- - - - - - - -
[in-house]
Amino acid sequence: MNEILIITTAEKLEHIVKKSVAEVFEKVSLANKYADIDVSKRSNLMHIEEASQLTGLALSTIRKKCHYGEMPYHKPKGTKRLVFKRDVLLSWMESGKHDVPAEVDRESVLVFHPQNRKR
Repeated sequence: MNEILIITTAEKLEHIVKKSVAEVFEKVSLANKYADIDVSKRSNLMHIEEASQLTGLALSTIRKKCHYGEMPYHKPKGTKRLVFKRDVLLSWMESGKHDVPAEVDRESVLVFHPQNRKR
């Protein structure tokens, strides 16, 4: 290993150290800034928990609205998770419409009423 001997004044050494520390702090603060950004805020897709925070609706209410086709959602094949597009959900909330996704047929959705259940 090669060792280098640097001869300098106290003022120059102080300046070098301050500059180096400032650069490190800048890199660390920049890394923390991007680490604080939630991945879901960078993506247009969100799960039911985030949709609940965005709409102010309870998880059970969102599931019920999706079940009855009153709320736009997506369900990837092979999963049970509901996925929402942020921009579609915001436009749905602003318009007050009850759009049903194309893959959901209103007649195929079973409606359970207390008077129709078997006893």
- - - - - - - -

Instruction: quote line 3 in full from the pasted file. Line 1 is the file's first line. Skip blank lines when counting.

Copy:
Repeated sequence: MNEILIITTAEKLEHIVKKSVAEVFEKVSLANKYADIDVSKRSNLMHIEEASQLTGLALSTIRKKCHYGEMPYHKPKGTKRLVFKRDVLLSWMESGKHDVPAEVDRESVLVFHPQNRKR